A somewhat realistic alternative to this cycle of planned obsolescence is presented in the science fiction novel Idoru written by famed writer William Gibson. In the book they have a line of computers called Sandbenders which are basically your own customized computer that you could order for a relatively low price (Gibson). The beauty behind it was that it was made by a small group of people so that you could upgrade your laptop without having to buy a new one. In theory you would be able to take this computer apart remove an obsolete motherboard and put it back together and it would be able to work just fine. When I first read this I thought it was an incredibly naïve idea. I had come to this conclusion because in the book it is a small group that makes this computer software, computer frames, and its upgrades. The profits from this style of business being relatively small compared to that of other companies it is reasonable to assume that these people do not have access to factories for making new parts like updated motherboards. However after reading this book with the knowledge that there was such a thing as 3D printers and that average people could get their hands on them, and that in this technologically advanced future they would have found ways to 3D print computer parts, then the whole idea becomes much more plausible. However in our current time with the technology that we have now we aren’t going to be able to print motherboards anytime soon so I came to understand that we weren’t going to prevent planned obsolescence on that scale for quite some time. If we were going to have to start we were going to have to start somewhere much smaller. One object to start with would be pens. A pen has a relatively simple structure and was affected by planned obsolescence, although on a much smaller scale. The pen manufacturers naturally change the design of their ink well once in a while to keep people buying a new version of reusable pens. By 3D printing my own customized pen I would be resisting their system of planned obsolescence because I didn’t buy a new pen to begin with and when they change the design on their ink wells all I would have to do would be to alter the design of my pen and print another.

Looking back my idea of printing out a pen has come a long way from my original idea. My original question was what object was worth printing into a world already filled with useless objects? However overtime while investigating the matter further and getting feedback from other people I have expanded the question to being about what it means to make new things in a world that is filled with corporations trying to get you to constantly buy new things and what the impact of this new technology would be? What I’ve learned has helped me to understand the larger issues surrounding 3D printing and has helped me see the importance in even the simplest and smallest of things like my pen.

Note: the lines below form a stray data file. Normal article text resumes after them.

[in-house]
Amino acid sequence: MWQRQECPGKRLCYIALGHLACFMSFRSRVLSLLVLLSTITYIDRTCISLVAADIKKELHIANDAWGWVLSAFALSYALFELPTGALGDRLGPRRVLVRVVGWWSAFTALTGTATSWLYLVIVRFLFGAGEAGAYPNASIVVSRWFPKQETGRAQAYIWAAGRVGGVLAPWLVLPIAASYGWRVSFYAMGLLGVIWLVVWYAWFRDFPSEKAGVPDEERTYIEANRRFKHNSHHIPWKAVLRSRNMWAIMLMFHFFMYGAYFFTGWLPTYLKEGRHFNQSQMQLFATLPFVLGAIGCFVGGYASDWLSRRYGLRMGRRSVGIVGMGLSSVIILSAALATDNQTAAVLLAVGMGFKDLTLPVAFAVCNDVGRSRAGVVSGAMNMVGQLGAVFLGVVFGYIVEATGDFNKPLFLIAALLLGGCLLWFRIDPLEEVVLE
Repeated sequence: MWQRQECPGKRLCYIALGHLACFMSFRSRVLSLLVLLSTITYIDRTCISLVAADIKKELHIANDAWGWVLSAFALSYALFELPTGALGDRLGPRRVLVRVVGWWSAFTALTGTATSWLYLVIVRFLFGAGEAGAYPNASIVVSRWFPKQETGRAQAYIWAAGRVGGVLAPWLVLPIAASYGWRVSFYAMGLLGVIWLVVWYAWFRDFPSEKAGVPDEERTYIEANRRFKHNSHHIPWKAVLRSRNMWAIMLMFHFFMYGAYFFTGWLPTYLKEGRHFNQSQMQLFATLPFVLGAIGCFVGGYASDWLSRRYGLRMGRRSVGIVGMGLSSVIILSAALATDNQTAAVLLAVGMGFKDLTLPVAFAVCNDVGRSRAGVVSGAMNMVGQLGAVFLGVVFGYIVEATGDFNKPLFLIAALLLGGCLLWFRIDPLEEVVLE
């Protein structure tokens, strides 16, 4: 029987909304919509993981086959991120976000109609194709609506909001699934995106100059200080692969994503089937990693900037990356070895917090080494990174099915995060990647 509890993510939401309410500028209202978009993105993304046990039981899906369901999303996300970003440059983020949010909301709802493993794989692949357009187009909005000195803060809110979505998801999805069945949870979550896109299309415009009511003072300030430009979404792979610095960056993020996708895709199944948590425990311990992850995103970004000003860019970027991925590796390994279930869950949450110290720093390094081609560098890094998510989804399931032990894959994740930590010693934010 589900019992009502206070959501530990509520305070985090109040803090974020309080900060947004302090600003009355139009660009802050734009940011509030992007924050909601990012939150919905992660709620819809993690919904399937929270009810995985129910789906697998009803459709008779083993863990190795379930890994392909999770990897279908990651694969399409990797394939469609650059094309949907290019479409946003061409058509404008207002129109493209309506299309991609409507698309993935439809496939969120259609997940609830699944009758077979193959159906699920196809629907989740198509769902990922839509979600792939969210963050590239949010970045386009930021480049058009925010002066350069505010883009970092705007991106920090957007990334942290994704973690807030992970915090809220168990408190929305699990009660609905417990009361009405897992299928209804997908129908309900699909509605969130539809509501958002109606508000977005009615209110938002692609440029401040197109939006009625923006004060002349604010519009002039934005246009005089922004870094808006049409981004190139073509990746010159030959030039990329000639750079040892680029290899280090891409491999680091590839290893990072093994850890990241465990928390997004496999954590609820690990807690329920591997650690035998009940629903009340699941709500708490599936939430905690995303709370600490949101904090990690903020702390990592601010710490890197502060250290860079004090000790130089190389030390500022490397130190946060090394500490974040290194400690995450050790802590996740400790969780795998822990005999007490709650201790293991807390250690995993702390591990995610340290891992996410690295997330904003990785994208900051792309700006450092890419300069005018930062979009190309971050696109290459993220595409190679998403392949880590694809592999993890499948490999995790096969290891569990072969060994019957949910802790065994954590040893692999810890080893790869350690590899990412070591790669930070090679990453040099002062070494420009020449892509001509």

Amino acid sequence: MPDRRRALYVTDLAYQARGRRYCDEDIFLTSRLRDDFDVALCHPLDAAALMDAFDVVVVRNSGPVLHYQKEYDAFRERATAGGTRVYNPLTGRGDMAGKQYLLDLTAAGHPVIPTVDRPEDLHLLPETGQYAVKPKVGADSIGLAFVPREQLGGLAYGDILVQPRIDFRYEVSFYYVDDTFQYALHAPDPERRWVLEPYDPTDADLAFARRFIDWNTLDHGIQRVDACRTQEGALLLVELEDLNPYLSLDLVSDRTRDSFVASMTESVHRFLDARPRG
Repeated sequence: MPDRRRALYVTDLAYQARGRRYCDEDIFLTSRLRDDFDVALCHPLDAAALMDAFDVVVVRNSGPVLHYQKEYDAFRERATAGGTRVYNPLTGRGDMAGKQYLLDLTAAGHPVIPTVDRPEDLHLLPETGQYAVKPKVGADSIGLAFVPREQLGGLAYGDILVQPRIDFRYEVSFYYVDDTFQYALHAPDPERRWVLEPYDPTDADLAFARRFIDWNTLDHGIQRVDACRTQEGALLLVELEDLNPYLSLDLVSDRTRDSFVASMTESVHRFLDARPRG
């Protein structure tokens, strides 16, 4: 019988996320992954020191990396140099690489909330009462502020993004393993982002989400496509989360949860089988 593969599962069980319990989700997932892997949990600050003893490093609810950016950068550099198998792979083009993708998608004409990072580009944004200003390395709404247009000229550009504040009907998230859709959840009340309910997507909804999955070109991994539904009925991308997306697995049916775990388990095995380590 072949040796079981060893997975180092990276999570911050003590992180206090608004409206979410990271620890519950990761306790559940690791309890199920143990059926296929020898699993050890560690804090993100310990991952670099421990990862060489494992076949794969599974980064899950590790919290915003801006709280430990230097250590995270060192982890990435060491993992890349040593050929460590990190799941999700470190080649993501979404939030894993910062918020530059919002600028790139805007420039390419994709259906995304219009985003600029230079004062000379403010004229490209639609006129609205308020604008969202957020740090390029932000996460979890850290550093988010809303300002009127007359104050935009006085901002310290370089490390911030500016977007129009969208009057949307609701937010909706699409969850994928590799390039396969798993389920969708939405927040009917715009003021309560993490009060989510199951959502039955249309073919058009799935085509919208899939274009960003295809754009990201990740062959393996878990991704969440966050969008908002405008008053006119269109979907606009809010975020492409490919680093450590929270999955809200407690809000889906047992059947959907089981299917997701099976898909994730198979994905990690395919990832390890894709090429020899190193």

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Bulow, Jeremy. “An Economic Theory of Planned Obsolescence.” The Quarterly Journal of Economics 101.4 (1986): 729-49. Web. 02 Nov. 2014.


Committee on America’s Climate Choices, Board on Atmospheric Sciences and Climate, Division on Earth and Life Studies, and National Research Council. “America’s Climate Choices.” America’s Climate Choices. Committee on America’s Climate Choices, 1 Jan. 2011. Web. 03 Nov. 2014.


Danzing, Rachel. “Pigments and Inks Typically Used on Papyrus.” BKM TECH., 22 Sept. 2010. Web. 03 Nov. 2014.


Doctorow, Cory. Makers. New York: Tor, 2009. 33-34. Print.


Gibson, William. Idoru. New York: G.P. Putnam’s Sons, 1996. 137-38. Print.


Guiltinan, Joseph. “Creative Destruction and Destructive Creations: Environmental Ethics and Planned Obsolescence.” Journal of Business Ethics 89.S1 (2009): 19-28. Web. 2 Nov. 2014.


Kennedy, Pagan. “Who Made That Dental Floss?” The New York Times. The New York Times, 20 Oct. 2012. Web. 03 Nov. 2014.


Landes, Luke. “Resist Planned Obsolescence or Accept the Financial Consequences.” Forbes. Forbes Magazine, 6 Nov. 2012. Web. 03 Nov. 2014.


London, Bernard. “Ending the Depression Through Planned Obsolescence.” Ending the Depression Through Planned Obsolescence (1932): n. pag. Web. 2 Nov. 2013.


Marks, Kathy, and Daniel Howden. “The World’s Rubbish Dump: A Tip That Stretches from Hawaii to Japan.” The Independent. Independent Digital News and Media, 5 Feb. 2008. Web. 03 Nov. 2014.


“Planned Obsolescence.” The Economist. The Economist Newspaper, 23 Mar. 2009. Web. 02 Nov. 2014.